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Collective Id Ocr 2010
Collective Id Ocr 2010
Collective Id Ocr 2010
Collective Id Ocr 2010
Collective Id Ocr 2010
Collective Id Ocr 2010
Collective Id Ocr 2010
Collective Id Ocr 2010
Collective Id Ocr 2010
Collective Id Ocr 2010
Collective Id Ocr 2010
Collective Id Ocr 2010
Collective Id Ocr 2010
Collective Id Ocr 2010
Collective Id Ocr 2010
Collective Id Ocr 2010
Collective Id Ocr 2010
Collective Id Ocr 2010
Collective Id Ocr 2010
Collective Id Ocr 2010
Collective Id Ocr 2010
Collective Id Ocr 2010
Collective Id Ocr 2010
Collective Id Ocr 2010
Collective Id Ocr 2010
Collective Id Ocr 2010
Collective Id Ocr 2010
Collective Id Ocr 2010
Collective Id Ocr 2010
Collective Id Ocr 2010
Collective Id Ocr 2010
Collective Id Ocr 2010
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Collective Id Ocr 2010

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  • 1. Media and collective identityjulian mcdougall <br />
  • 2.
  • 3. AS Radio and TV Drama as formative <br />Hip Hop generations – warm up for everything<br />District 9 and representation – ‘warm up’ micro focus<br />Mill, Plato, Althusser, Barthes, Butler – ‘warm up’ macro theory<br />Life on Mars and “how TV changed Britain’<br />Representation of working class Britain (film, TV, music)<br />The Wire, race and ‘the game’ (TV, online) – related to hip hop generations<br />Fandom as collective identity (online, mixed media)<br />Representation of skate culture in online video<br />Identities in social networks and virtual worlds<br />Sexuality – politics of absence (film, advertising)<br />Youth, children and moral panics – TV, online, gaming<br />Gender and celebrity in magazines and ‘talent TV’<br />Postmodernism and identity in music, games and online<br />We Media, media power and the public sphere – TV, the press, online<br />Representations of education – The Class, We are the People (film, the press).<br />Media 2.0, mash-ups and reception theory proved right?<br />Women and Film<br />
  • 4. Recommended <br />
  • 5. Men’s magazine covers = women<br />Women’s magazine covers = women<br />Why?<br />
  • 6.
  • 7. Mulvey and the Male Gaze<br />1975 – Visual Pleasure and Narrative Cinema<br />Male characters are ‘bearers of the look’<br />Schopophilia (Freud) - pleasure in looking<br />‘The determining male gaze projects its fantasy onto the female figure’. (1989: 19)<br />Cinema screen acts as distorting mirror (Lacan) for spectators who then (mis)recognise themselves<br />
  • 8. Butler: Gender Trouble<br />
  • 9. Complicity <br />Althusser: interpellation <br /> misrecognition)<br />Winship: complicity and <br /> (false) belonging<br />Gauntlett – irony / play <br />
  • 10. Media Audiences and The Sociological Imagination<br />Although we might think of media habits as mundane and idiosyncratic, the fact that we all have them shows structural forces afoot. (Ruddock: 77)<br />
  • 11. Cultural Imperialism<br />Local Resistance<br />
  • 12.
  • 13. British Film<br />
  • 14. Film and Representation<br />Films do not present a neutral, transparent view of reality, but offer instead a mediated re-presentation of it.<br />Types of Realism<br />Discourses<br />Ideology <br />Plural readings<br />
  • 15. Historical Perspective<br />
  • 16. TV, Representation, Identity <br />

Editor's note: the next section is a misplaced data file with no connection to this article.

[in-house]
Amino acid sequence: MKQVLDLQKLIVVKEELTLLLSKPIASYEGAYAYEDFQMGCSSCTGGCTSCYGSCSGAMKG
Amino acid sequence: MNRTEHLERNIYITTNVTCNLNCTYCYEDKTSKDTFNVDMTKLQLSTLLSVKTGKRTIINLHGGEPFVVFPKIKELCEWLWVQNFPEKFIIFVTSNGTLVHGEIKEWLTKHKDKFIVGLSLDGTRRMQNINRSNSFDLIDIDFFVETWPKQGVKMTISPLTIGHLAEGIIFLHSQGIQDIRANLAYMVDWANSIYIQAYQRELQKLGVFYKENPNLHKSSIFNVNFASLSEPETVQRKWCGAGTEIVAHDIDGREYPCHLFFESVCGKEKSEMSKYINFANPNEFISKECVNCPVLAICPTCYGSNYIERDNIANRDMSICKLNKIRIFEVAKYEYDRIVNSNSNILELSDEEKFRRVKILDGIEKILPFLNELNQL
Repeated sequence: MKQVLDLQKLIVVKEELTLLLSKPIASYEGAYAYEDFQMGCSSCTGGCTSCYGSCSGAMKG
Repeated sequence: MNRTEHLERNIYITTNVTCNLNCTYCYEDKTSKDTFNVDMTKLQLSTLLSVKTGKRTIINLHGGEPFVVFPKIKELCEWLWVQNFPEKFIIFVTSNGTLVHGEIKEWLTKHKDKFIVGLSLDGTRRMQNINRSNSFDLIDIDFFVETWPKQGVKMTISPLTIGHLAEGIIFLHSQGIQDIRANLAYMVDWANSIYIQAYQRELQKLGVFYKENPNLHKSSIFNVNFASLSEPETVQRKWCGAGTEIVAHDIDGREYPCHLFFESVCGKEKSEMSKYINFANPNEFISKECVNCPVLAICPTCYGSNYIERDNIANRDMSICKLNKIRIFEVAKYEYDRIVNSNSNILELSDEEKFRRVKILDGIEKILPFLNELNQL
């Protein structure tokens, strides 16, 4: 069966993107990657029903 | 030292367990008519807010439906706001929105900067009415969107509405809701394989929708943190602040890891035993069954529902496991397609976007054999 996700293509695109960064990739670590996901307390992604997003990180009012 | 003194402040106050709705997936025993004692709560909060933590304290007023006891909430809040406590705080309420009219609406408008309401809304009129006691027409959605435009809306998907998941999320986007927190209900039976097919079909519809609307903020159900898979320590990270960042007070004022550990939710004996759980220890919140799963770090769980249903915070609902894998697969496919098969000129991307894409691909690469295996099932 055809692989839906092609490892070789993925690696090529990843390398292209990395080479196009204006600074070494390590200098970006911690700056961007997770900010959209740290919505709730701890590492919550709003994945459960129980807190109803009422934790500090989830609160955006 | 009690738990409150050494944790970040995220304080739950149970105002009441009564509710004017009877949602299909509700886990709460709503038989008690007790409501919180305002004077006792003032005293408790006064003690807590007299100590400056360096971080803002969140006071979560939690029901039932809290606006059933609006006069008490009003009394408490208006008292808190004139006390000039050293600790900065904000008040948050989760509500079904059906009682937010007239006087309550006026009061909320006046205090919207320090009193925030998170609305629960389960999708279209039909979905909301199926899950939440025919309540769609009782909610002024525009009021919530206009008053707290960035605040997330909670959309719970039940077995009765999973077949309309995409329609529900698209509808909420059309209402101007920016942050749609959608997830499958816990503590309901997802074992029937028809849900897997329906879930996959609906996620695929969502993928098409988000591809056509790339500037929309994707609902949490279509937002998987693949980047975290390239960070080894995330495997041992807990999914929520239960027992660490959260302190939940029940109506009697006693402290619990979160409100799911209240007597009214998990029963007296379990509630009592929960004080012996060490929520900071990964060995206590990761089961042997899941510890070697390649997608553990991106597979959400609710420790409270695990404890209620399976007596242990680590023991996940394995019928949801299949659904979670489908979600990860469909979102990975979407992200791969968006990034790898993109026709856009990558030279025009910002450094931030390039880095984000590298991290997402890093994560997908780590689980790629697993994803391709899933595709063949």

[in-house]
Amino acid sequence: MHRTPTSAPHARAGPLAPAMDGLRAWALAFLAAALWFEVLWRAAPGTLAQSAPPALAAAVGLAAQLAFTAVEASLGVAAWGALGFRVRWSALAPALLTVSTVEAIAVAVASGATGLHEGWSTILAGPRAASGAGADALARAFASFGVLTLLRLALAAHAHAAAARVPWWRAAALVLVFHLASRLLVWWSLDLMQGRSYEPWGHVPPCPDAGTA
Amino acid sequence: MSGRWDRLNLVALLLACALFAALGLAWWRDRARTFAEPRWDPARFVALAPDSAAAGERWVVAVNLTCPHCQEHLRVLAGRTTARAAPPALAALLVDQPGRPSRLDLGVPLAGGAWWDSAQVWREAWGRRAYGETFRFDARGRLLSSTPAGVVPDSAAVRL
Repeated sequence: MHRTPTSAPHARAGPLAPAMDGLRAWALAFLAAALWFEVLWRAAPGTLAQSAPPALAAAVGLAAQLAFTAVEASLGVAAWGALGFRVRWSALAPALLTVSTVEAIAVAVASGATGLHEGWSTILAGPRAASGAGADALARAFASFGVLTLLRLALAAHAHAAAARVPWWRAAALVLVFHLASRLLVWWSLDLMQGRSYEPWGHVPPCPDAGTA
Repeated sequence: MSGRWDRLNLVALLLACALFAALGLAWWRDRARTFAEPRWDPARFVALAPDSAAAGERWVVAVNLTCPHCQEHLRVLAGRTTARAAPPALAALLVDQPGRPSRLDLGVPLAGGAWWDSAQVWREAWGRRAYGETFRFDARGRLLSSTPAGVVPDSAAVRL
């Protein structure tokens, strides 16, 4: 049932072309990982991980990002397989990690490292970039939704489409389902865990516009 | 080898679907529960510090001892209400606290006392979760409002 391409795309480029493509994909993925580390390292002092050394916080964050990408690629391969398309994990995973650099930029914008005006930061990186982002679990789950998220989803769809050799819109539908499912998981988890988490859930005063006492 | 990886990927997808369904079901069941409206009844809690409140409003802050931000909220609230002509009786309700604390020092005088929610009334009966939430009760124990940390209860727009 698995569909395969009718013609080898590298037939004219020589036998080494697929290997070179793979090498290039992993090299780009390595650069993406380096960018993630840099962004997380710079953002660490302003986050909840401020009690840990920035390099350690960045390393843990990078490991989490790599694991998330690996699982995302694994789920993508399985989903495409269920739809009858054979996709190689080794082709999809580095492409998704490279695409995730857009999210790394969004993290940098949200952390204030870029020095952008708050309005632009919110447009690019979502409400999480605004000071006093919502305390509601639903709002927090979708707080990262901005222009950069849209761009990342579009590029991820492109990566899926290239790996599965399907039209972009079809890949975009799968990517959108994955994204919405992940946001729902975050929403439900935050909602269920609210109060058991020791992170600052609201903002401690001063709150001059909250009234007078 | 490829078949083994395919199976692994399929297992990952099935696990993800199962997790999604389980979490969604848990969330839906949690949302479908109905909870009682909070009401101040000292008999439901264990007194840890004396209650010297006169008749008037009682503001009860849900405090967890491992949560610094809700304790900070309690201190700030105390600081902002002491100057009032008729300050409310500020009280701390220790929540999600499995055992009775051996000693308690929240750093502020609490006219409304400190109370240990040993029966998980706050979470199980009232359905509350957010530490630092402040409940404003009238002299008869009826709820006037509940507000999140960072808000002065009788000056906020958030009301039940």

• 17. Social Document?<br />
  • 18. TV and Representation<br />Texts not present a neutral, transparent view of reality, but offer instead a mediated re-presentation of it.<br />Types of Realism<br />Discourses<br />Ideology <br />Plural readings<br />
  • 19. Why is Skins controversial?<br />
  • 20.
  • 21.
  • 22.
  • 23.
  • 24. Celebrity <br />The Demotic Turn (Turner, 2010)<br />
  • 25. Moral Panics<br />
  • 26.
  • 27. Zizek<br />Virtual reality = product deprived of its substance.<br />“Just as decaffeinated coffee smells and tastes like real coffee without being real coffee, Virtual reality is experienced as reality without being so. What happens at the end of this process of virtualization, however, is that we begin to experience ‘real reality’ itself as a virtual entity”.<br />(2002:231) <br />
  • 28. Privacy<br />Many social networking users often provide highly personal and sensitive information with little concern for privacy risks<br />Terms of use important (Facebook – advertising)<br />Most potential employers now 'Google' applicants - making it a reputation manager as well as a search engine<br />To what extent can information remain available long after it is relevant or accurate?<br />Also possible to create fake identities in online spaces, making it difficult to verify that people are who they claim to be.<br />
  • 29.
  • 30. Michael Wesch<br />
  • 31. Media Studies 1.0<br />Media Studies 2.0<br />A belief that students should be taught how to ‘read’ the media in an appropriate’critical’ style<br />The patronizing belief that students should be taught how to ‘read’ the media is replaced by the recognition that media audiences in general are already extremely capable interpreters of media content <br />Very much a contested idea – <br />Buckingham, Turner, Laughey, Lister et al<br />
  • 32. Lessons from January<br />Theory, reading, references, application.<br />Historical and contemporary examples (more of the latter).<br />‘Stretch and challenge’ = pre-HE level.<br />Connections and synthesis.<br />Engagement with debates.<br />Reference to own media culture. <br />Avoid over-reliance on texts.<br />Adopt Cultural Studies ‘mindset’.<br />

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